The Ball chooses the very interesting setting of Mexico, where as an archaeologist you become trapped in a large volcano, with nowhere to go but deeper inside, your exploration reveals that you are in more than just a volcano. From the very discovery of the mysterious Ball, you are sucked into a rich world of unspeakable terror and ingenious puzzle design, all with a dark and brooding soundtrack that perfectly complements this atmospheric title.
The Ball is a recent contest finalist from the 'Make something Unreal' contest held yearly, and the guys at Teotl Studios really did make something Unreal. Rather than outright copy Portal in the craze of first person puzzle games, The Ball has taken cues from first-person-shooters foremost, with a dash of puzzling on the side, expect the usual grit and brutal gore of a decent Unreal game, and whilst it does not have the endearing writing and wit of Portal, The Ball's execution is its strong point, and it succeeds in doing everything that you would expect with the Unreal stamp on it.
The environments of The Ball are all very natural, and range from lava-spewing ruined environments, to beautiful waterfall landscapes, while the environments are not anything new that we haven't seen before, magically, everything in The Ball seems to fit within the aesthetic of the game. Whether it's the skull-adorned gun that you use to control your ball, or the oven chambers that turn your ball into a fiery sphere of hellfire there is nothing that seems out of place. This is enforced by the consistent use of massive looming mechanisms full of gears and cogs, it is the most impressive point of The Ball, and is used throughout the game to fantastic effect. Whether it is a 20ft lift or a simple man sized door, everything is opened or closed or moved with the majestic clunking of industrialised gears in motion, yet made out of simple materials such as wood, stone or iron.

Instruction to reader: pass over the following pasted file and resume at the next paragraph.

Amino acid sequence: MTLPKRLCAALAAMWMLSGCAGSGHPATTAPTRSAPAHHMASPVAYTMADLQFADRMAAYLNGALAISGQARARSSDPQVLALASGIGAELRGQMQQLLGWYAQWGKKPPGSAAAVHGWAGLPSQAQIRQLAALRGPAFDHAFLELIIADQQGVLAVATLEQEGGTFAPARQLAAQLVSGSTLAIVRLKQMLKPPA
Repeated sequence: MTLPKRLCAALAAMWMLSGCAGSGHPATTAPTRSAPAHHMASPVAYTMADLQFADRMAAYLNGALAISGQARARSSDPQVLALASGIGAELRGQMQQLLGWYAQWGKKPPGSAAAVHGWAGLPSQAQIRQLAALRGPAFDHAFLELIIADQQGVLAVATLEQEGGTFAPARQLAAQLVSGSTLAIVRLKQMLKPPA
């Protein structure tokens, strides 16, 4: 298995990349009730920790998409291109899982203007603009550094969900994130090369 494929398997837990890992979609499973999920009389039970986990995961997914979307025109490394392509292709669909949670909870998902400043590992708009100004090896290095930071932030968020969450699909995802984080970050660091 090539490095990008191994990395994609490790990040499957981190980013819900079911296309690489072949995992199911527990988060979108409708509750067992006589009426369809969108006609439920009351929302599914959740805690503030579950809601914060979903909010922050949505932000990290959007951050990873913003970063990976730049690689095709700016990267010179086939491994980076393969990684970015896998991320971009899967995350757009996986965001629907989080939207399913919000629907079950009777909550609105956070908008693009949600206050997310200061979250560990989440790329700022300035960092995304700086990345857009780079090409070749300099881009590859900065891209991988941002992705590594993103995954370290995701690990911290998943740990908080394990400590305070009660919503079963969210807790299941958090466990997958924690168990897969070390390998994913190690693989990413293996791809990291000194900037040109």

The Ball is fairly straightforward as games go, and your ball is controlled in a similar fashion to Half-Life 2's gravity gun, with one mouse click you will attract the ball to you, and with the other you will repel the ball. These simple controls are used throughout the game in various creative ways in order to overcome your obstacles and complete puzzles. Throughout the 8 different levels you will find the game steadily increases in difficulty, as you encounter mummies, bugs, fire-throwing turtles and the fearless Tlaloc; impenetrable to the hit of your ball, but more susceptible to the hazards of nature.
As well as your standard mysterious Mayan ball you will also encounter numerous special properties for your sphere of doom to encompass. You will find yourself using your ball as an aid to your movement with the Gravity Ball, to kill enemies when you are vulnerable without the ball in front of you with the Nail Ball, or to kill specific enemies, like the Mine, Electric and Oil Balls.
As well as the different properties your ball can take on you will also be able to power a couple of vehicles found throughout the volcano with it. Best of all is the Ball Chariot a huge bulking transportation that will come in hand for traversing expanses of lava and for cutting out the time between travelling to certain areas; it is also possibly the most unnecessarily big thing in the game, yet totally impressive whilst you are driving it.